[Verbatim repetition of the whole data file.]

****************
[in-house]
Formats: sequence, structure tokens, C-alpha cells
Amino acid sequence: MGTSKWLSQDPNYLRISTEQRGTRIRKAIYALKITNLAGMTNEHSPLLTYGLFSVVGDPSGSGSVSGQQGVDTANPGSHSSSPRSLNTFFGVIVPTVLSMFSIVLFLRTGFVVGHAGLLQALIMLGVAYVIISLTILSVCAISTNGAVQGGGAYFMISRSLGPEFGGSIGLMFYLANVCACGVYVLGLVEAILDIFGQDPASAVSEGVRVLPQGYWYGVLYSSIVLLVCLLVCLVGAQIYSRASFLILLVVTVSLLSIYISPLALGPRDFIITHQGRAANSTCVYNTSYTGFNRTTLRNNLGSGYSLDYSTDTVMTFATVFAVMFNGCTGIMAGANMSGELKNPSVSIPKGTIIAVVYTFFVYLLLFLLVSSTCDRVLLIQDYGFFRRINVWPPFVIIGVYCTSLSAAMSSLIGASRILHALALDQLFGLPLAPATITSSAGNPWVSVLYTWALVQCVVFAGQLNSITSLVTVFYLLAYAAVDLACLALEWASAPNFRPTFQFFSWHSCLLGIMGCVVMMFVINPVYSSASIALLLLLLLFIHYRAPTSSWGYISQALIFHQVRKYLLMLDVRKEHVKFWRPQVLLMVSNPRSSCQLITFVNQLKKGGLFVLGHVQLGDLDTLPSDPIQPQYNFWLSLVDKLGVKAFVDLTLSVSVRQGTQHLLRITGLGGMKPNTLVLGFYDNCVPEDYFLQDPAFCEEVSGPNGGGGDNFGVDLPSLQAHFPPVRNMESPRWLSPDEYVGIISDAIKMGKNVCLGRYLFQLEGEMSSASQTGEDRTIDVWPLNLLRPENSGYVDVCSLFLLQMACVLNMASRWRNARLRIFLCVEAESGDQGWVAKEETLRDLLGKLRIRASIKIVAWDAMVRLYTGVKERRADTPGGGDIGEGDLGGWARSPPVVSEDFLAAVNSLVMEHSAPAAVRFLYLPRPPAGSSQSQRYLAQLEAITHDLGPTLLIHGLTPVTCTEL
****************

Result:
[in-house]
Formats: sequence, structure tokens, C-alpha cells
Amino acid sequence: MGTSKWLSQDPNYLRISTEQRGTRIRKAIYALKITNLAGMTNEHSPLLTYGLFSVVGDPSGSGSVSGQQGVDTANPGSHSSSPRSLNTFFGVIVPTVLSMFSIVLFLRTGFVVGHAGLLQALIMLGVAYVIISLTILSVCAISTNGAVQGGGAYFMISRSLGPEFGGSIGLMFYLANVCACGVYVLGLVEAILDIFGQDPASAVSEGVRVLPQGYWYGVLYSSIVLLVCLLVCLVGAQIYSRASFLILLVVTVSLLSIYISPLALGPRDFIITHQGRAANSTCVYNTSYTGFNRTTLRNNLGSGYSLDYSTDTVMTFATVFAVMFNGCTGIMAGANMSGELKNPSVSIPKGTIIAVVYTFFVYLLLFLLVSSTCDRVLLIQDYGFFRRINVWPPFVIIGVYCTSLSAAMSSLIGASRILHALALDQLFGLPLAPATITSSAGNPWVSVLYTWALVQCVVFAGQLNSITSLVTVFYLLAYAAVDLACLALEWASAPNFRPTFQFFSWHSCLLGIMGCVVMMFVINPVYSSASIALLLLLLLFIHYRAPTSSWGYISQALIFHQVRKYLLMLDVRKEHVKFWRPQVLLMVSNPRSSCQLITFVNQLKKGGLFVLGHVQLGDLDTLPSDPIQPQYNFWLSLVDKLGVKAFVDLTLSVSVRQGTQHLLRITGLGGMKPNTLVLGFYDNCVPEDYFLQDPAFCEEVSGPNGGGGDNFGVDLPSLQAHFPPVRNMESPRWLSPDEYVGIISDAIKMGKNVCLGRYLFQLEGEMSSASQTGEDRTIDVWPLNLLRPENSGYVDVCSLFLLQMACVLNMASRWRNARLRIFLCVEAESGDQGWVAKEETLRDLLGKLRIRASIKIVAWDAMVRLYTGVKERRADTPGGGDIGEGDLGGWARSPPVVSEDFLAAVNSLVMEHSAPAAVRFLYLPRPPAGSSQSQRYLAQLEAITHDLGPTLLIHGLTPVTCTEL